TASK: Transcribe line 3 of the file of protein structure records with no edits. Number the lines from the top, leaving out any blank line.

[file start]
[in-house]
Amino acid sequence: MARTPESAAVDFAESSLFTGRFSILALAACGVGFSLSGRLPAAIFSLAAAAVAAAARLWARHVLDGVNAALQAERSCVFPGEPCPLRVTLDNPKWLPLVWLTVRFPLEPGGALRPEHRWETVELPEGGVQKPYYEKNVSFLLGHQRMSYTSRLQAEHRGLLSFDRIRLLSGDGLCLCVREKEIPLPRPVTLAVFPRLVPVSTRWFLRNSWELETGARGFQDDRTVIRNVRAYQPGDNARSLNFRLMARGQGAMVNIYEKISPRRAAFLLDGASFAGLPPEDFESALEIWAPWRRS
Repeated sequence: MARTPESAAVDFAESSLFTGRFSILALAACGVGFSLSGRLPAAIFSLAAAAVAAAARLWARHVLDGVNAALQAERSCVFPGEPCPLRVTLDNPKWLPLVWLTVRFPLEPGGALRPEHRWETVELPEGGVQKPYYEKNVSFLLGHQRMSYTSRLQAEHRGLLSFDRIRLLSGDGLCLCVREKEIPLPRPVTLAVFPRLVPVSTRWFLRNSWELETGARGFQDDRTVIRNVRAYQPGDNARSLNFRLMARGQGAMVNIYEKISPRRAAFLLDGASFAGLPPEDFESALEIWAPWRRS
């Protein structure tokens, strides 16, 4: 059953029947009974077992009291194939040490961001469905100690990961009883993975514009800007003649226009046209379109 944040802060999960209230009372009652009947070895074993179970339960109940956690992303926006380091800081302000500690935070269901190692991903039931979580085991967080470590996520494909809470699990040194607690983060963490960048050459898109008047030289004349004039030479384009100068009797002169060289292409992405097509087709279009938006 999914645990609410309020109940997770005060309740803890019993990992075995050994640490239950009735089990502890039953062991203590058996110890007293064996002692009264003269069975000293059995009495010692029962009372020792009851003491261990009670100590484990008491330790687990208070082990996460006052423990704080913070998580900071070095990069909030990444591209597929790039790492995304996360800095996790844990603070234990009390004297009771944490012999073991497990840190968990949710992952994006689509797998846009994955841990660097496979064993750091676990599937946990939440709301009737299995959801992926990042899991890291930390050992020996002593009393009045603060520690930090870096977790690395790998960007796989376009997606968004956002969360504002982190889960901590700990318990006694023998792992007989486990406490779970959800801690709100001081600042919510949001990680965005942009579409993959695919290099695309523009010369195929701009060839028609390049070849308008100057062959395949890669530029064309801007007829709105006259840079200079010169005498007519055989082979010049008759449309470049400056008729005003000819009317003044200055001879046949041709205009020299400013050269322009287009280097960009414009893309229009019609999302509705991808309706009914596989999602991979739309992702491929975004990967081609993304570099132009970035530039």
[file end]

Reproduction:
Repeated sequence: MARTPESAAVDFAESSLFTGRFSILALAACGVGFSLSGRLPAAIFSLAAAAVAAAARLWARHVLDGVNAALQAERSCVFPGEPCPLRVTLDNPKWLPLVWLTVRFPLEPGGALRPEHRWETVELPEGGVQKPYYEKNVSFLLGHQRMSYTSRLQAEHRGLLSFDRIRLLSGDGLCLCVREKEIPLPRPVTLAVFPRLVPVSTRWFLRNSWELETGARGFQDDRTVIRNVRAYQPGDNARSLNFRLMARGQGAMVNIYEKISPRRAAFLLDGASFAGLPPEDFESALEIWAPWRRS